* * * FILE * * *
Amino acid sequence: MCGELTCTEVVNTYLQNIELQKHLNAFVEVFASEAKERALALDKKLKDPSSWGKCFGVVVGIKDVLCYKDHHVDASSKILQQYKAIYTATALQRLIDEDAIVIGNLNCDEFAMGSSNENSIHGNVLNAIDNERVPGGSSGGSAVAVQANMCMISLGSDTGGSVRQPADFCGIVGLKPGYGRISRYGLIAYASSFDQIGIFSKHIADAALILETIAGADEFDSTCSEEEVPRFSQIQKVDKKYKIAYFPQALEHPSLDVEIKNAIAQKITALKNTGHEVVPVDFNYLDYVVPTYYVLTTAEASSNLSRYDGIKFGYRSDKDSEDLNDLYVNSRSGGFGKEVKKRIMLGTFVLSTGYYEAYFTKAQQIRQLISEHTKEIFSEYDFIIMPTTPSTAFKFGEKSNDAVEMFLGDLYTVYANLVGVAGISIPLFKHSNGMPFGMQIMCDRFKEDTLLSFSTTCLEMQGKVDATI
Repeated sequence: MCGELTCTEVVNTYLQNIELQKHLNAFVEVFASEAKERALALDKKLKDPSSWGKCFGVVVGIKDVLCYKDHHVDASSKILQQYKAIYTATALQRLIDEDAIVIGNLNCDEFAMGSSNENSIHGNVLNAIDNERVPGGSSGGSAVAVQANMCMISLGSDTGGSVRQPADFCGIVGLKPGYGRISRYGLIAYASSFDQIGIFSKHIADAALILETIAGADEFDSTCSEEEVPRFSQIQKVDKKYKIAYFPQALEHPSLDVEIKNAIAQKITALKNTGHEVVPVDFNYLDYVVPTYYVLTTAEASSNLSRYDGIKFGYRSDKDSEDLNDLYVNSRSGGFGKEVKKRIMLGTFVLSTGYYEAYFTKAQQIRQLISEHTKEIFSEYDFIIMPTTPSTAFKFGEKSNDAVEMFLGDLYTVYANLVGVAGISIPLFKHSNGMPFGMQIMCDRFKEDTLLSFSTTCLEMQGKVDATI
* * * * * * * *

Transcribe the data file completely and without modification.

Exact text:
Amino acid sequence: MCGELTCTEVVNTYLQNIELQKHLNAFVEVFASEAKERALALDKKLKDPSSWGKCFGVVVGIKDVLCYKDHHVDASSKILQQYKAIYTATALQRLIDEDAIVIGNLNCDEFAMGSSNENSIHGNVLNAIDNERVPGGSSGGSAVAVQANMCMISLGSDTGGSVRQPADFCGIVGLKPGYGRISRYGLIAYASSFDQIGIFSKHIADAALILETIAGADEFDSTCSEEEVPRFSQIQKVDKKYKIAYFPQALEHPSLDVEIKNAIAQKITALKNTGHEVVPVDFNYLDYVVPTYYVLTTAEASSNLSRYDGIKFGYRSDKDSEDLNDLYVNSRSGGFGKEVKKRIMLGTFVLSTGYYEAYFTKAQQIRQLISEHTKEIFSEYDFIIMPTTPSTAFKFGEKSNDAVEMFLGDLYTVYANLVGVAGISIPLFKHSNGMPFGMQIMCDRFKEDTLLSFSTTCLEMQGKVDATI
Repeated sequence: MCGELTCTEVVNTYLQNIELQKHLNAFVEVFASEAKERALALDKKLKDPSSWGKCFGVVVGIKDVLCYKDHHVDASSKILQQYKAIYTATALQRLIDEDAIVIGNLNCDEFAMGSSNENSIHGNVLNAIDNERVPGGSSGGSAVAVQANMCMISLGSDTGGSVRQPADFCGIVGLKPGYGRISRYGLIAYASSFDQIGIFSKHIADAALILETIAGADEFDSTCSEEEVPRFSQIQKVDKKYKIAYFPQALEHPSLDVEIKNAIAQKITALKNTGHEVVPVDFNYLDYVVPTYYVLTTAEASSNLSRYDGIKFGYRSDKDSEDLNDLYVNSRSGGFGKEVKKRIMLGTFVLSTGYYEAYFTKAQQIRQLISEHTKEIFSEYDFIIMPTTPSTAFKFGEKSNDAVEMFLGDLYTVYANLVGVAGISIPLFKHSNGMPFGMQIMCDRFKEDTLLSFSTTCLEMQGKVDATI